Following the publication of my article on treating fibromyalgia (FM) with essential oils, several readers contacted me with questions about what to do when clients appear to have difficulty with scents.Of course, this is a topic that has relevance for a broader population than those with FM.
I do not believe that sensitivity to aroma is a result of, or indicator for, FM, and so I would not consider aromatherapy a general contraindication for that diagnosis. In fact, Lynne K. Matallana, president of the National Fibromyalgia Association (NFA), has said the following:
"The National Fibromyalgia Association suggests that individuals who suffer with the symptoms of fibromyalgia implement a self-management program which incorporates both Western and complementary approaches to health care. Some people with FM are very sensitive to medicines and prefer to use more natural health care options. Dealing with the constant pain and fatigue of fibromyalgia can be quite stressful and finding ways to help relieve stress can also help to reduce the overall symptoms of this chronic illness. Since fibromyalgia involves an increase in neurological sensitivity, both physically and emotionally, practices that are calming can bring a sense of relief. To accomplish these goals, we suggest aromatherapy alone or in combination with massage and other relaxation techniques. The use of fragrant herbs or oils can help promote sleep, calm the mind, decrease muscle pain, increase circulation, relieve headaches and promote a general sense of well-being. To find credible information on aromatherapy, you can contact NAHA (National Association for Holistic Aromatherapy), www.naha.org."
It's important to know there are misconceptions about aromatherapy that have been communicated by people who have an agenda or have had insufficient education, or both. An agenda could involve the sale of essential oils, or it might arise from a competitive point of view from a practitioner of another modality. I can assure you there are wonderful scientists in the field of aromatherapy who are very up-to-date on contraindications, toxicity and safety issues, and the latest information from research being conducted throughout the world. The NAHA Web site has sections devoted to "frequently asked questions," safety and research. You can rest assured that the information you find there is credible.
People contact essences on a daily basis in food, as well as in cleaning and cosmetic products. Thus, it is not surprising that most of the research on essential oils has been conducted by the food and cosmetic industry, the largest users of essential oils. Issues of toxicity and sensitivity are important with distribution and accountability on such a large scale.
On the topic of sensitivity in general, I once heard a teacher who also sold essential oils falsely advise her students, "No one is allergic to true essential oils." There are times when a person can have sensitivity to the chemicals in synthetic fragrances and do well with true essential oils, but the truth is that a person can be allergic to anything. And there are essential oils that are known sensitizers. It's wise to consult a book such as The Aromatherapy Practitioner Manual, Vols. I and II, by Sylla Shepard Hanger, and learn possible contraindications for essential oils, particularly before using them on the skin. A proper client intake form should have a question about sensitivity to aromas and a place to list allergies. Case notes should list the essential oils (and the number of drops) used in a treatment, so the client has access to that information if a reaction occurs.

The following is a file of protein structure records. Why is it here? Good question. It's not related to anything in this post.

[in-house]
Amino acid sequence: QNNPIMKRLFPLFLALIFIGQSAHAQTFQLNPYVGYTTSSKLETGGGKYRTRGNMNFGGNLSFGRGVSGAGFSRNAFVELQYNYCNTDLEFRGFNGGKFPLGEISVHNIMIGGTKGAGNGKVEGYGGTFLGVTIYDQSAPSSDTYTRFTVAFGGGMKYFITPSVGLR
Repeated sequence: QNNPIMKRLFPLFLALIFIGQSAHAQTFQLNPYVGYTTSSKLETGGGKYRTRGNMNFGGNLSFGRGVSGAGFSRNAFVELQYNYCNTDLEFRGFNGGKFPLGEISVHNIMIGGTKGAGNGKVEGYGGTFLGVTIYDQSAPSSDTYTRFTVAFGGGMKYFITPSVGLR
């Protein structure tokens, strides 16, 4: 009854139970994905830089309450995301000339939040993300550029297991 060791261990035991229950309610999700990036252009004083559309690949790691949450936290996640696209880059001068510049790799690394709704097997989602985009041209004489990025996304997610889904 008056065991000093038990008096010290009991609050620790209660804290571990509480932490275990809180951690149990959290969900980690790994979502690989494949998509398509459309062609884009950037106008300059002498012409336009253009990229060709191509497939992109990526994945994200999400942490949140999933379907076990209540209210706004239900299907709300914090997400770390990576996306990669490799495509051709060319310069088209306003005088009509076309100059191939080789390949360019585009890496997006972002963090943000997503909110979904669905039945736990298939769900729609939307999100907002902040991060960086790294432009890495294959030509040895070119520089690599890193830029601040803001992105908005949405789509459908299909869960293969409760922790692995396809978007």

I have been fortunate; in more than 15 years, I have known only one client who appeared to have a reaction to a blend I used. What does a reaction look like? It can be a skin rash, a digestive response, nasal congestion/sneezing, or in this case, a headache. The good news is that once the client removes the blend and avoids additional exposure, the reaction goes away. There have been no cases of anaphylactic shock associated with the use of essential oils on the skin in the current research literature. So, while there is a chance of temporary discomfort resulting from an aromatherapy treatment, there will be no serious, lasting damage due to the application of diluted essential oils during a massage.
I interpret sensitivity to aromas as an aversion to inhaling fragrance. If this type of sensitivity were present, a way to add essential oils to the treatment would be to choose aromas that are commonly experienced on a daily basis and use them in high dilution. If they are not known allergens for the client, the citrus oils - orange, grapefruit, lemon, mandarin, lime, tangerine and bergamot - might easily be tolerated in high dilution (two or three drops to an ounce of carrier oil.) Citrus oils have an uplifting, encouraging effect, but also are soothing and relaxing. The essence of common cooking spices enhances circulation, bringing warming and a feeling of protection. Rosemary, thyme, ginger, cinnamon, nutmeg and even black pepper in high dilution (one drop per ounce of carrier oil) could be acceptable. And finally, a common wood aroma, such as pine or cedar, might be considered if these are not known allergens. Naturally, if the client refuses all aromas, you will have to do without this tool.
Please see prior articles on my columnist page (www.massagetoday.com/columnists/enteen) for more information on the properties and use of relaxing and stimulating essential oils. In future articles, I will explore some of the other misconceptions about aromatherapy. As always, I welcome your questions and comments!
Click here for previous articles by Shellie Enteen, RA, BA, LMBT.